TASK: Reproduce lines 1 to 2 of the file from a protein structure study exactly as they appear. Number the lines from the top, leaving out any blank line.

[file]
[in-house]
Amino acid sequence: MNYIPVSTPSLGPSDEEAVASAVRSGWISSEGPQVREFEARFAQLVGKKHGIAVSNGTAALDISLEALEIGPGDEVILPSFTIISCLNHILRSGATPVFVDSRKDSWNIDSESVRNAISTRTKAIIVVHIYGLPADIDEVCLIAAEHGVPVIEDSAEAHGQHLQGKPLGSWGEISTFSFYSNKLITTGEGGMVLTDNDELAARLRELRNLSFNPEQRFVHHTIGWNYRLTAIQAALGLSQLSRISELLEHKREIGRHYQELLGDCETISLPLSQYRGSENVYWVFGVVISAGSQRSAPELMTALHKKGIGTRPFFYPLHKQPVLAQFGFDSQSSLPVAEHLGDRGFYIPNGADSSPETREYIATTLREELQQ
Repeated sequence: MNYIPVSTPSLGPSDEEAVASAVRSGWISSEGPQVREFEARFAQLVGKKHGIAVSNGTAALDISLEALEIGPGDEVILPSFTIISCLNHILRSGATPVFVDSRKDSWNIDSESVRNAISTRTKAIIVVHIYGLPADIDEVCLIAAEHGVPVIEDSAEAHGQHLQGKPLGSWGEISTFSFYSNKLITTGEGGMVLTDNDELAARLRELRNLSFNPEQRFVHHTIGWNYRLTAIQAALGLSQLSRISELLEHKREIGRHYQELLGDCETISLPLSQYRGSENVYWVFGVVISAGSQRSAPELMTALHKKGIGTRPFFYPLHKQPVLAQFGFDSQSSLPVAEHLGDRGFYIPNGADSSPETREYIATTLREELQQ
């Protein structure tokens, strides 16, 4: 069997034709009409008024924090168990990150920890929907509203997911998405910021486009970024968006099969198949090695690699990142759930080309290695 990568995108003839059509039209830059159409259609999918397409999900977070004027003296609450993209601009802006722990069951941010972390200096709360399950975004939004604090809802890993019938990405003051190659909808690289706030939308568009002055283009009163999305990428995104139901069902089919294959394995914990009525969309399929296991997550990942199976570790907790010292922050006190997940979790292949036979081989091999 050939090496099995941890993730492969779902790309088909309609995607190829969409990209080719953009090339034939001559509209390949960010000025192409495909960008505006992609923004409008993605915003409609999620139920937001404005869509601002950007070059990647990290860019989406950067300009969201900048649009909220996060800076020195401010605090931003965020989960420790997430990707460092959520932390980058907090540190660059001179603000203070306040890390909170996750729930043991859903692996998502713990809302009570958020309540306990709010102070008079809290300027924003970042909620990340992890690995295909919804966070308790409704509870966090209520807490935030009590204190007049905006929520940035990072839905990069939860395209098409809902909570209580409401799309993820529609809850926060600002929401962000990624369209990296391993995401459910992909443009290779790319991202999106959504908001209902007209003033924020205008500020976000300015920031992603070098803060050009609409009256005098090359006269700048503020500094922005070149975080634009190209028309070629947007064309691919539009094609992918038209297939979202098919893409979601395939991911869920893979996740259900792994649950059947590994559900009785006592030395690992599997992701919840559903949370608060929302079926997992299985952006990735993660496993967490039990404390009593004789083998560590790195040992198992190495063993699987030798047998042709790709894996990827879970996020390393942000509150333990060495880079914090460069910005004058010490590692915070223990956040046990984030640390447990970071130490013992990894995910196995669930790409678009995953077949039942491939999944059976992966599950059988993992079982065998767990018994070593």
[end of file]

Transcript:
[in-house]
Amino acid sequence: MNYIPVSTPSLGPSDEEAVASAVRSGWISSEGPQVREFEARFAQLVGKKHGIAVSNGTAALDISLEALEIGPGDEVILPSFTIISCLNHILRSGATPVFVDSRKDSWNIDSESVRNAISTRTKAIIVVHIYGLPADIDEVCLIAAEHGVPVIEDSAEAHGQHLQGKPLGSWGEISTFSFYSNKLITTGEGGMVLTDNDELAARLRELRNLSFNPEQRFVHHTIGWNYRLTAIQAALGLSQLSRISELLEHKREIGRHYQELLGDCETISLPLSQYRGSENVYWVFGVVISAGSQRSAPELMTALHKKGIGTRPFFYPLHKQPVLAQFGFDSQSSLPVAEHLGDRGFYIPNGADSSPETREYIATTLREELQQ